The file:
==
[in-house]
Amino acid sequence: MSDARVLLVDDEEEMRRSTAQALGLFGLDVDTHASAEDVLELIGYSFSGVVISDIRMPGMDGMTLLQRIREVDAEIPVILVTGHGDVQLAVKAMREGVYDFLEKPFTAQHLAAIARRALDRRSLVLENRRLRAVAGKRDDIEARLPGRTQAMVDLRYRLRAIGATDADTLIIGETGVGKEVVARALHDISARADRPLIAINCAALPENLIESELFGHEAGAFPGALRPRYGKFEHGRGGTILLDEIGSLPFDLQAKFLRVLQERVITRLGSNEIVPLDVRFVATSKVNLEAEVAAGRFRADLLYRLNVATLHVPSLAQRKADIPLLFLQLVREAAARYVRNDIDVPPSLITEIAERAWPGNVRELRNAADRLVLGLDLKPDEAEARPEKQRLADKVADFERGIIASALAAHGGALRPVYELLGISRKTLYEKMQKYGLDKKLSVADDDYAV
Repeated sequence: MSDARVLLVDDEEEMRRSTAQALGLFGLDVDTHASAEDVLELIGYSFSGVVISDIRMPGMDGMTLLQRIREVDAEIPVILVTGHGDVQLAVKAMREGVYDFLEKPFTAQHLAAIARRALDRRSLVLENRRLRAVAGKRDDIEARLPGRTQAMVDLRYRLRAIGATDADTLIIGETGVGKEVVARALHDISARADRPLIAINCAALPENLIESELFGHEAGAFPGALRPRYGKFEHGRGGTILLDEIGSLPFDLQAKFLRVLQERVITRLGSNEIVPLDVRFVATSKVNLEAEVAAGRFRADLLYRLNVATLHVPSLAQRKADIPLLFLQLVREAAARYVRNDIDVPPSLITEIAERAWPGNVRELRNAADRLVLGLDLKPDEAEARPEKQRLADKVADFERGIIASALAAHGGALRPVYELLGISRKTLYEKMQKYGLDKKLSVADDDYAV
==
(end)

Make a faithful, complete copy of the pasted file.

[in-house]
Amino acid sequence: MSDARVLLVDDEEEMRRSTAQALGLFGLDVDTHASAEDVLELIGYSFSGVVISDIRMPGMDGMTLLQRIREVDAEIPVILVTGHGDVQLAVKAMREGVYDFLEKPFTAQHLAAIARRALDRRSLVLENRRLRAVAGKRDDIEARLPGRTQAMVDLRYRLRAIGATDADTLIIGETGVGKEVVARALHDISARADRPLIAINCAALPENLIESELFGHEAGAFPGALRPRYGKFEHGRGGTILLDEIGSLPFDLQAKFLRVLQERVITRLGSNEIVPLDVRFVATSKVNLEAEVAAGRFRADLLYRLNVATLHVPSLAQRKADIPLLFLQLVREAAARYVRNDIDVPPSLITEIAERAWPGNVRELRNAADRLVLGLDLKPDEAEARPEKQRLADKVADFERGIIASALAAHGGALRPVYELLGISRKTLYEKMQKYGLDKKLSVADDDYAV
Repeated sequence: MSDARVLLVDDEEEMRRSTAQALGLFGLDVDTHASAEDVLELIGYSFSGVVISDIRMPGMDGMTLLQRIREVDAEIPVILVTGHGDVQLAVKAMREGVYDFLEKPFTAQHLAAIARRALDRRSLVLENRRLRAVAGKRDDIEARLPGRTQAMVDLRYRLRAIGATDADTLIIGETGVGKEVVARALHDISARADRPLIAINCAALPENLIESELFGHEAGAFPGALRPRYGKFEHGRGGTILLDEIGSLPFDLQAKFLRVLQERVITRLGSNEIVPLDVRFVATSKVNLEAEVAAGRFRADLLYRLNVATLHVPSLAQRKADIPLLFLQLVREAAARYVRNDIDVPPSLITEIAERAWPGNVRELRNAADRLVLGLDLKPDEAEARPEKQRLADKVADFERGIIASALAAHGGALRPVYELLGISRKTLYEKMQKYGLDKKLSVADDDYAV